Which raises the other common complaint: that hockey players make too much money. I’m hard-pressed to argue this point. In fact, I couldn’t agree more. They’re spoiled. But so, then, are pop stars and actors and pseudo celebrities cast away on islands. For every person who complains about the salaries paid to pro hockey players, I’ll show you two that watched the Lord of the Rings movies. Now that is big money.
But back to religion. Religion is supposed to bring people together. Last February, when Canada was looking for double gold in men and women’s hockey, the CBC showed a view of Yonge Street during the 3rd period of the men’s gold medal game.
There was no traffic to be seen.
You could have played road hockey for an hour without having to yell “car!” And this was the middle of the afternoon.
I happened to have been out and about the day the Pope was in Toronto. During the highlight of his trip, the Youth Mass, traffic seemed as normal as could be. While I’m sure there was a fine television audience for his Holiness, he did not come close to drawing the Nielsen ratings of, say, Mario Lemieux.
Hockey, in a way that great religions often aspire to, acts as a leveler of people. It gives a commonality. I have seen Native kids practicing on frozen fields in the Prairies. I’ve watched a skinny Asian kid trying to raise his wrist shot off the ice, over and over again, against the boards of Moss Park Arena in the crumbling heart of Toronto. I’ve seen exhilaration personified as a 12-year-old girl stick-handled alone under the shadow of Victoria glacier on the frozen emerald surface of Lake Louise. On the ice, they are all just players.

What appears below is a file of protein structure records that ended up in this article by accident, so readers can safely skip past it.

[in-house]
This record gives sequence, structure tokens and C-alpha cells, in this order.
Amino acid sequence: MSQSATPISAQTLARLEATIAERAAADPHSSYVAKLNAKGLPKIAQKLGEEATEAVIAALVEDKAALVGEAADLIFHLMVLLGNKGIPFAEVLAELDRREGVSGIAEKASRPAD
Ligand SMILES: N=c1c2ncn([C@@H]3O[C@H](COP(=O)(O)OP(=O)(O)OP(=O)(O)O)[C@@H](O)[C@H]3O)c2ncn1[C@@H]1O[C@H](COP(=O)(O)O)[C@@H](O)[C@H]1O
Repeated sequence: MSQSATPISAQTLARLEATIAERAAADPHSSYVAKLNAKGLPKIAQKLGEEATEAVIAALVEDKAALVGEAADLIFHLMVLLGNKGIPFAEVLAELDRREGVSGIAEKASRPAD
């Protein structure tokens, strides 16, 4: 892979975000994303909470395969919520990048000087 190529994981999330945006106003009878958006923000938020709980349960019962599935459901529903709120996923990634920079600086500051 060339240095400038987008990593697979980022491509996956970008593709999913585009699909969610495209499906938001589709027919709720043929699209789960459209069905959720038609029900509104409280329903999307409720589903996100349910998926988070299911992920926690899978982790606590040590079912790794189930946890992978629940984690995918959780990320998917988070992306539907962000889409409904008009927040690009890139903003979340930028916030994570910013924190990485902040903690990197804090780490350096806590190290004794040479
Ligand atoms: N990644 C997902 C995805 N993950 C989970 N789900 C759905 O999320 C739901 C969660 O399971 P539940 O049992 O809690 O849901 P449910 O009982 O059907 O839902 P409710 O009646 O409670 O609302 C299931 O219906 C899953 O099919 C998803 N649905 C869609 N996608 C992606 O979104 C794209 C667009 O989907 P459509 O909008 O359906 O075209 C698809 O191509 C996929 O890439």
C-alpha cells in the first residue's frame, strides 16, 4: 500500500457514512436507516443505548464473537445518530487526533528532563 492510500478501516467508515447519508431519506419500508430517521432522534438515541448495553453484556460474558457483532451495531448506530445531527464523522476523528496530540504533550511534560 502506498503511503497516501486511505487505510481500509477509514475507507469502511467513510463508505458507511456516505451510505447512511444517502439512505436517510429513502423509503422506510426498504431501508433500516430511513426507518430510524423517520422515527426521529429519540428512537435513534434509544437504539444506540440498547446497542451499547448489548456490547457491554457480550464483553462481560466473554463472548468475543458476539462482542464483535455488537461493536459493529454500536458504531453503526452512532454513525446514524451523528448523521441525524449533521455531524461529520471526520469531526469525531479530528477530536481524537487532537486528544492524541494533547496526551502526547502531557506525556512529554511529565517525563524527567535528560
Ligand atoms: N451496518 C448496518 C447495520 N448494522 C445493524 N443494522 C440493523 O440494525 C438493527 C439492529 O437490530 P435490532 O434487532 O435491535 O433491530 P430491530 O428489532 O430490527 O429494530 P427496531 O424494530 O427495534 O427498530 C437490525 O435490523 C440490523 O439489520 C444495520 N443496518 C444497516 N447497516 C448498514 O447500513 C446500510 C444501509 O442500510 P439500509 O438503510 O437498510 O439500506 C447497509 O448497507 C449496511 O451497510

Hockey also offers, to some, a blend of awe, calm and beauty. I never fail to be astounded when a play unfolds in complex orchestration. I cannot watch Lemieux – the same way I could not watch Gretzky – without thinking that I am seeing some form of perfection in motion. When the game is right, I feel a joy that is indescribable. I can only hope that others feel such way in a church, mosque or temple.
Toronto won that game the other night. 3-2. There was incredible skating. Alexander Mogilny put on a stick-handling display. There was one fight, lasting roughly five seconds, and the final goal was scored in overtime.
The icing on the cake? I didn’t have to get up on Sunday morning